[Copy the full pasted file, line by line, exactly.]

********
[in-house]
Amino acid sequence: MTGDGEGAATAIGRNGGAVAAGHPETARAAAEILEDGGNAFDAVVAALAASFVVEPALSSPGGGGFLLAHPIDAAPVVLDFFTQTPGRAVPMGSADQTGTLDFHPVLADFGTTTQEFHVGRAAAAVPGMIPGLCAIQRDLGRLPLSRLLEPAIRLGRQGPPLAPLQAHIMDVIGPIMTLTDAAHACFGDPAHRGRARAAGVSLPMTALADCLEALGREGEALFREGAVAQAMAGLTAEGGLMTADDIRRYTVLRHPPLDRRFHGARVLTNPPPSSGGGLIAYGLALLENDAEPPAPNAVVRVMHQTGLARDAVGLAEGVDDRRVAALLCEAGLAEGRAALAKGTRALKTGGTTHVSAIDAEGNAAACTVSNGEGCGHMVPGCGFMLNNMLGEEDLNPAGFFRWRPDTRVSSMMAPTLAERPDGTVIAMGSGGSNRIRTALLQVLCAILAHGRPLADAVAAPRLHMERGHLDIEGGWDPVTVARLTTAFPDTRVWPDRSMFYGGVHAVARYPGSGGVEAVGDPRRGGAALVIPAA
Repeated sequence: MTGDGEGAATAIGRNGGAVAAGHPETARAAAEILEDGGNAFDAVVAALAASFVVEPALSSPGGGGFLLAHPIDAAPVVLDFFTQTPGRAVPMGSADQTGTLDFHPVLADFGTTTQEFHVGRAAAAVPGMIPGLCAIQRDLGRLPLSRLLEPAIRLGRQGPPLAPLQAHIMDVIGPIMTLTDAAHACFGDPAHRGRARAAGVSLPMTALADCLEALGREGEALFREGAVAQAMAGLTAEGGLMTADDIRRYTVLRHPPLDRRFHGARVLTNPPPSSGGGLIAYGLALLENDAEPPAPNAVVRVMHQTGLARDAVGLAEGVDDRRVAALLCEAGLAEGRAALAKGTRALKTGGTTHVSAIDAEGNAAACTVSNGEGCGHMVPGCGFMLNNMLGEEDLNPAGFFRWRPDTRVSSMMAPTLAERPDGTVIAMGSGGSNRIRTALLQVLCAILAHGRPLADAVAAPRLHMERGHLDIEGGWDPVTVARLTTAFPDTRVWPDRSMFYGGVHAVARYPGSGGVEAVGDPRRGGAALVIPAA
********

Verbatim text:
[in-house]
Amino acid sequence: MTGDGEGAATAIGRNGGAVAAGHPETARAAAEILEDGGNAFDAVVAALAASFVVEPALSSPGGGGFLLAHPIDAAPVVLDFFTQTPGRAVPMGSADQTGTLDFHPVLADFGTTTQEFHVGRAAAAVPGMIPGLCAIQRDLGRLPLSRLLEPAIRLGRQGPPLAPLQAHIMDVIGPIMTLTDAAHACFGDPAHRGRARAAGVSLPMTALADCLEALGREGEALFREGAVAQAMAGLTAEGGLMTADDIRRYTVLRHPPLDRRFHGARVLTNPPPSSGGGLIAYGLALLENDAEPPAPNAVVRVMHQTGLARDAVGLAEGVDDRRVAALLCEAGLAEGRAALAKGTRALKTGGTTHVSAIDAEGNAAACTVSNGEGCGHMVPGCGFMLNNMLGEEDLNPAGFFRWRPDTRVSSMMAPTLAERPDGTVIAMGSGGSNRIRTALLQVLCAILAHGRPLADAVAAPRLHMERGHLDIEGGWDPVTVARLTTAFPDTRVWPDRSMFYGGVHAVARYPGSGGVEAVGDPRRGGAALVIPAA
Repeated sequence: MTGDGEGAATAIGRNGGAVAAGHPETARAAAEILEDGGNAFDAVVAALAASFVVEPALSSPGGGGFLLAHPIDAAPVVLDFFTQTPGRAVPMGSADQTGTLDFHPVLADFGTTTQEFHVGRAAAAVPGMIPGLCAIQRDLGRLPLSRLLEPAIRLGRQGPPLAPLQAHIMDVIGPIMTLTDAAHACFGDPAHRGRARAAGVSLPMTALADCLEALGREGEALFREGAVAQAMAGLTAEGGLMTADDIRRYTVLRHPPLDRRFHGARVLTNPPPSSGGGLIAYGLALLENDAEPPAPNAVVRVMHQTGLARDAVGLAEGVDDRRVAALLCEAGLAEGRAALAKGTRALKTGGTTHVSAIDAEGNAAACTVSNGEGCGHMVPGCGFMLNNMLGEEDLNPAGFFRWRPDTRVSSMMAPTLAERPDGTVIAMGSGGSNRIRTALLQVLCAILAHGRPLADAVAAPRLHMERGHLDIEGGWDPVTVARLTTAFPDTRVWPDRSMFYGGVHAVARYPGSGGVEAVGDPRRGGAALVIPAA